“It was a bust.”

That’s what Guilford County register of deeds Jeff Thigpen told me about his visit to the White House last Friday. Many were intrigued by the surprise announcement that Thigpen would be part of a reception and policy briefing some of the nation’s brightest young legislators. He has been at the forefront among registers of deeds of the foreclosure fraud crisis, using the power of his office to document forgeries and other abuses by banks seeking to upend the land title recording system that has prevailed in America for centuries. There was a hope that this White House meeting would offer a chance for Thigpen to build on his success, and get the ear of top policymakers about the extent of the fraud.

It didn’t pan out. “I got up there and they processed my stuff late, and there were a bunch of young electeds attending the briefings,” Thigpen said in a brief phone interview. “And I got bumped from the briefings. So I went to the reception, but there was obviously no time with the President at that.”

Thigpen is now backtracking to the people he would have met at the briefing, and sending them letters about his work as a register of deeds in combating foreclosure fraud. “I heard (Council of Economic Advisers Austan) Goolsbee was giving one briefing, and oh man, I would have loved to have been there,” said Thigpen. “I would have had the first hand up with the question. My friend told me Goolsbee gave the briefing, I was sitting there cussing.”

Both Thigpen and his fellow registers of deeds which have investigated the fraud in their offices are ramping up for a weeklong convention of registers in Atlantic City next week, from June 26-30. John O’Brien, the register for Sussex County in Massachusetts, is giving a series of briefings, and plans to present findings similar to what Thigpen showed in North Carolina. O’Brien has some help from forensic investigators in documenting those findings. “That’s going to be good stuff,” Thigpen said.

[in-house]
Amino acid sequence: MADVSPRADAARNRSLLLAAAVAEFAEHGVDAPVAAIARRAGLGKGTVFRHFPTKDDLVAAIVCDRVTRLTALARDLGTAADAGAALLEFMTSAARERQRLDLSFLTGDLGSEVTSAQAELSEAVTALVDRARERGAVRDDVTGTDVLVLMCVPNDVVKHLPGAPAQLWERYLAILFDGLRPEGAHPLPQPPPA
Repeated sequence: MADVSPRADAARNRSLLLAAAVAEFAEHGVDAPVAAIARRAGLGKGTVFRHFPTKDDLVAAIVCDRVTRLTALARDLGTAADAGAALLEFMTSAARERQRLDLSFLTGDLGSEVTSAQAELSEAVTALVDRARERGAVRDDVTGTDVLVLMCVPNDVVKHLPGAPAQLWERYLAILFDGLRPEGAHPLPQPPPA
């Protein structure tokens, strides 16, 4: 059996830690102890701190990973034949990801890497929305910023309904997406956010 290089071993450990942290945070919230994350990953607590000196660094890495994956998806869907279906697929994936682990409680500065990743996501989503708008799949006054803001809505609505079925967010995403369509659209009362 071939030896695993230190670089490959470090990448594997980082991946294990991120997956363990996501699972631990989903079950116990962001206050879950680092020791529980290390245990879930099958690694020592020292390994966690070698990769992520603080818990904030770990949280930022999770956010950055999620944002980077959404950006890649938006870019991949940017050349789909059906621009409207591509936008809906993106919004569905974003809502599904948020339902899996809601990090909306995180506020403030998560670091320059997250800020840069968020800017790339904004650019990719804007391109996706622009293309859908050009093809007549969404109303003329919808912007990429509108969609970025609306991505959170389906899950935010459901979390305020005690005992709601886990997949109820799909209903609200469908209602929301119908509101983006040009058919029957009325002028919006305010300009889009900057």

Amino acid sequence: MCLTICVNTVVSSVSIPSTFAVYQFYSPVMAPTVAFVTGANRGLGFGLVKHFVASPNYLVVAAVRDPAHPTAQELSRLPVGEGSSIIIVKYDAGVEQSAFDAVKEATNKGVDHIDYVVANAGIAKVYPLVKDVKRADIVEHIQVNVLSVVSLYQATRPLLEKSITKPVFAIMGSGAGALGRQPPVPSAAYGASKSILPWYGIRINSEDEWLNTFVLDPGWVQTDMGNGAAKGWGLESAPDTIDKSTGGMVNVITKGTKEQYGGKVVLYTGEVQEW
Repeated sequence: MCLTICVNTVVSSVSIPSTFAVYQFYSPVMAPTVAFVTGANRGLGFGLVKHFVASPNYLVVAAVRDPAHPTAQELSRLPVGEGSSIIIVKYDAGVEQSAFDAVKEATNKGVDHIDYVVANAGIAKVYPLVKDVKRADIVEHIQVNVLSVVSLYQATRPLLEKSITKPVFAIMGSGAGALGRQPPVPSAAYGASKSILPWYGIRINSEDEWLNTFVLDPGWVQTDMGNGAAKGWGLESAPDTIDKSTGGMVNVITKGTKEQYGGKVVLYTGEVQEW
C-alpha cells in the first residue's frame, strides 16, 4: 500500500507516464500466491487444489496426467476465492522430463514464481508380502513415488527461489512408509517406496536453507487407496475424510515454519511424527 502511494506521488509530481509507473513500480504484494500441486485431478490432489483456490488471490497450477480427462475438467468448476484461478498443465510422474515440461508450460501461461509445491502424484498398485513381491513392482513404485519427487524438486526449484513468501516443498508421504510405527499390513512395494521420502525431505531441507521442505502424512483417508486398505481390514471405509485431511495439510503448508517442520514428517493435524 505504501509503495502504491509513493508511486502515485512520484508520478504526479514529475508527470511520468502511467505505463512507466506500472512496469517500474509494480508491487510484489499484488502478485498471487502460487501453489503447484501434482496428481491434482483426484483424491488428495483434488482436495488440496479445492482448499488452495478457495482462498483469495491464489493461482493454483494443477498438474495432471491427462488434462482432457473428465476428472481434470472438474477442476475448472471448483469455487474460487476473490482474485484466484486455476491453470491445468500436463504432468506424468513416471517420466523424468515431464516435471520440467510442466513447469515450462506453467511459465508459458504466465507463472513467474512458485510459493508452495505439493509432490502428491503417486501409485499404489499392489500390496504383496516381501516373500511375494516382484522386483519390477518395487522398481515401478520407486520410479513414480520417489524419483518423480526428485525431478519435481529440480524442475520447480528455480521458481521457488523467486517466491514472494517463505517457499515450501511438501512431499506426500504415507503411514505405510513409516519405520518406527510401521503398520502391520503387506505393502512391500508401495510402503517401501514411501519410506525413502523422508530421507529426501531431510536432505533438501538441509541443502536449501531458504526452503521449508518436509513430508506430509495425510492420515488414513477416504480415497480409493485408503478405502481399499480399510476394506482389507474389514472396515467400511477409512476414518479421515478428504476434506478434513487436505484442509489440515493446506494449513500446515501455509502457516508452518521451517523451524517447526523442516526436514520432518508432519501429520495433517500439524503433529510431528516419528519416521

O’Brien gained some notoriety two weeks ago when he announced he would reject clearly fraudulent foreclosure documents from being recorded. “I’m totally behind John on that,” Thigpen said. “If they are that knuckleheaded to submit Linda Green robo-signers to be recorded…. to do that to a recorder, that would be the equivalent of slapping me in the face. We have to decide in the public recording community, are we just going to be ministerial officers, accepting whatever they give us, or are we going to look at what goes on, and be responsible. And if we’re going to be responsible, we have to prepare ourselves to be those kinds of institutions.”

Thigpen hopes that O’Brien can change some minds of registers at the convention in Atlantic City. He has had talks of his own with some registers across the country, and he said that most of them are curious in his findings. “They just don’t know how to deal with it,” he concluded.